As a critical reader and serious music fan, Orlando Weekly was always the city's gold standard in music journalism to me, and it was almost singlehandedly because of Jason Ferguson (OW music editor and columnist 2002-2008, ongoing contributor). Long before I got to know him as a colleague, years before I even contemplated doing this myself, he was the first local critic that struck me with undiluted honesty and truth.
One of the earliest, most crystal moments I can remember as a reader was some comment he wrote about Jason Mraz. Now, beating up on Mraz isn't difficult, but that guy was omnipresent at the time, and it was all fucking wrong. Ferguson's jab was brief and passing – he didn't expend many words just to undress a sack like that – but it was so incisive as to be jarring in the generally beige haze of music journalism then. I actually reread that shit aloud to my friends right there on the spot. From then on, I tuned in every time.
Though the Sword, Vietnam and Aterciopelados pop out, it's a little hard to recall all the bands he first clued me in on, no doubt a symptom of covering thousands of bands myself over the years. But above all the great recommendations he made, the most vital thing Ferguson did was act as a bastion and defender of the critical voice in art (something his Notable Noise column of Sept. 15, 2005, reasoned with beautiful and humorous flair). Be it in music, film, restaurants, anything, everything – I've always looked to opinion as the springboard to real discourse.
Although a longtime fan, it wasn't until I was a fellow music columnist (for Orlando CityBeat, the Sentinel's earnest but short-lived attempt at youth relevance) that I finally made Ferguson's acquaintance. We frequently ended up at the same concerts and so had countless hours of critical conversations about what we saw and heard. We never actively colluded, but we often found ourselves on the same side of music scene issues. He called it from his corner and I from mine at the same time, and there was enough general alignment that aXis Magazine snidely lumped us together as "Bao Ferguson" for a while there. It was like some two-headed hawk fighting on the same front, and it was quite a time.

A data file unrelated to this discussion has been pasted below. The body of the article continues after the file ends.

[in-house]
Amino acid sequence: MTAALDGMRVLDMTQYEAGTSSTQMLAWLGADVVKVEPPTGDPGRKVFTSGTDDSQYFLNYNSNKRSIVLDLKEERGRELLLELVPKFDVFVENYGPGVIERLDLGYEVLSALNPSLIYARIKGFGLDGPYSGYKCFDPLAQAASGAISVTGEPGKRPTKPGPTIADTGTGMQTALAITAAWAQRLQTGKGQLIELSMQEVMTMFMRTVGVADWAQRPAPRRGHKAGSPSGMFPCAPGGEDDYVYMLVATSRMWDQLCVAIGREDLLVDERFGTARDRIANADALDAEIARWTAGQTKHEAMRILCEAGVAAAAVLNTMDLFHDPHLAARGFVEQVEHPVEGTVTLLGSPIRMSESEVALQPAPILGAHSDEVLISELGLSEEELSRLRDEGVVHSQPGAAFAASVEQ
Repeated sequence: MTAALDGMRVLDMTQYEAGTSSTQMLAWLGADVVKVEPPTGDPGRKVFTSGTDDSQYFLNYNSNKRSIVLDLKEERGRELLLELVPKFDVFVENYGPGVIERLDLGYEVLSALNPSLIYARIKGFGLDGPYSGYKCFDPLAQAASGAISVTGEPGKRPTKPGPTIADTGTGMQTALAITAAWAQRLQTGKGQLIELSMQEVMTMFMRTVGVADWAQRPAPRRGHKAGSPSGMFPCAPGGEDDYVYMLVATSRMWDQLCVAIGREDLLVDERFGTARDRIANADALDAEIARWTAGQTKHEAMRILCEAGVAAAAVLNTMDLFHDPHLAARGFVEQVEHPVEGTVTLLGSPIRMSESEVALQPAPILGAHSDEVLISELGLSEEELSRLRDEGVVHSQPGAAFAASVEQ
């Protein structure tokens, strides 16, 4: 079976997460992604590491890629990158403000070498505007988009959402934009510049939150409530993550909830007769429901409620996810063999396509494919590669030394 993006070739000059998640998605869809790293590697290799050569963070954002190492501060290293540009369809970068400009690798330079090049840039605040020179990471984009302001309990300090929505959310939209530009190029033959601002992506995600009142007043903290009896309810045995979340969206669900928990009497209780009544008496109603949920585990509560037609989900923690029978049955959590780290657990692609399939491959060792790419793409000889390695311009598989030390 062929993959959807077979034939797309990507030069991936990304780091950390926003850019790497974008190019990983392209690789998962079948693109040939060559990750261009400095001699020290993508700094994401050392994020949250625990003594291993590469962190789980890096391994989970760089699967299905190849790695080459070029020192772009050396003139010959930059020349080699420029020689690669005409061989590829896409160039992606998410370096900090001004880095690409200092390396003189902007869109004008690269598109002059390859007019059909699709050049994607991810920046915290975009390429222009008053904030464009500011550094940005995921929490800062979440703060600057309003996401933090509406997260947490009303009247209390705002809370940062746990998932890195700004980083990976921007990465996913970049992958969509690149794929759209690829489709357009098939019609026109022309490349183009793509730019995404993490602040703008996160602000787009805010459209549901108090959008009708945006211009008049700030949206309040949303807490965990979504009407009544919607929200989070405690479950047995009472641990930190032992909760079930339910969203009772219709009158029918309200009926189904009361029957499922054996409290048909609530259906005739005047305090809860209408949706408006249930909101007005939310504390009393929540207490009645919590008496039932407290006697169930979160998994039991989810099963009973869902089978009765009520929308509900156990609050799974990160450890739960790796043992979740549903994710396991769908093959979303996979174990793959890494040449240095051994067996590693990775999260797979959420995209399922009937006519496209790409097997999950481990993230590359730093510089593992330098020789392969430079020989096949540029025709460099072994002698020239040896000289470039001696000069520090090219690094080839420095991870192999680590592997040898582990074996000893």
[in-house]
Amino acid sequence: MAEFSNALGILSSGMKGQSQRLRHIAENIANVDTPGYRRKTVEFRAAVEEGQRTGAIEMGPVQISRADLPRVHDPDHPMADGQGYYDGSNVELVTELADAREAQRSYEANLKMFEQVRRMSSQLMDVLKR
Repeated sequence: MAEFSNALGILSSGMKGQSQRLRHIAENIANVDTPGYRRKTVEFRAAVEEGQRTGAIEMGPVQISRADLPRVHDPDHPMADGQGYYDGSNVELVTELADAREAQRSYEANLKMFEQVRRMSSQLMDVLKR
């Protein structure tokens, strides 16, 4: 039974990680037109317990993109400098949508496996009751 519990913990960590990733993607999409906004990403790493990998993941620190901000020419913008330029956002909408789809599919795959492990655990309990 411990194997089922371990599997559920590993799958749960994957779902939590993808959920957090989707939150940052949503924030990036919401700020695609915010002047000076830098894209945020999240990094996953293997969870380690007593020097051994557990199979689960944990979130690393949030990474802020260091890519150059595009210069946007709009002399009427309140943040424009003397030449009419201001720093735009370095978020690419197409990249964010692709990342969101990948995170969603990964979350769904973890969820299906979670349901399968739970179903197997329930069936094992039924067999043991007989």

I believe editorials are the best, most valuable thing that OW does. And Ferguson's work is music commentary par excellence. Instead of rote monkey reporting, his writing has always been rich in perspective, something with both eloquence and teeth. To scenesters clouded by hubris or partisanship, the words in his column were caustic. To clear-eyed thinker-readers, however, they were thunderbolts of straight dope. Many of the former perceived him to be hostile to the local scene, but they were bent by self-interest and fragility. Those with the capacity for honesty, however, could see his advocacy for this city plainly. It was something he expressed with at least as much gusto, clarity and frequency as any of his censure. Most importantly, it was the kind of tough, activating love that rightfully believes that holding our scene up to thoughtful, honest critique was the healthiest, most progressive thing to do to advance it.
If that sounds a little like someone you should know pretty well by now, well, I hope so. I've been yelling in your face almost every week for nearly a decade now and that's precisely the kind of ethos I try to continue here with This Little Underground in this same space, the one with which I was personally entrusted by Ferguson himself, where it all started for me as a local reader, at Orlando Weekly.